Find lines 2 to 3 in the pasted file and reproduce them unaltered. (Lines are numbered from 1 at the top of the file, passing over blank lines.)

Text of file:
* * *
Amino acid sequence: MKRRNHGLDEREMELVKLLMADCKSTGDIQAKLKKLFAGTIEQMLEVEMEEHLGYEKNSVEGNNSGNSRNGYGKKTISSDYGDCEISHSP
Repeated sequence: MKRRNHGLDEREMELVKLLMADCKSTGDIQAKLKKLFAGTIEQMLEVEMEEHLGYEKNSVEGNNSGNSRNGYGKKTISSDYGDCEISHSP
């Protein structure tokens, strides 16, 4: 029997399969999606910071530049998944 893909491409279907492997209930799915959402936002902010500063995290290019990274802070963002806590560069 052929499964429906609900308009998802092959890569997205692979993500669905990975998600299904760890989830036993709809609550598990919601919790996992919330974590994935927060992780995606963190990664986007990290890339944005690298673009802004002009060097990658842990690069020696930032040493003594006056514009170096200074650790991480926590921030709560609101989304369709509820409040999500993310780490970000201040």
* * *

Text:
Repeated sequence: MKRRNHGLDEREMELVKLLMADCKSTGDIQAKLKKLFAGTIEQMLEVEMEEHLGYEKNSVEGNNSGNSRNGYGKKTISSDYGDCEISHSP
């Protein structure tokens, strides 16, 4: 029997399969999606910071530049998944 893909491409279907492997209930799915959402936002902010500063995290290019990274802070963002806590560069 052929499964429906609900308009998802092959890569997205692979993500669905990975998600299904760890989830036993709809609550598990919601919790996992919330974590994935927060992780995606963190990664986007990290890339944005690298673009802004002009060097990658842990690069020696930032040493003594006056514009170096200074650790991480926590921030709560609101989304369709509820409040999500993310780490970000201040």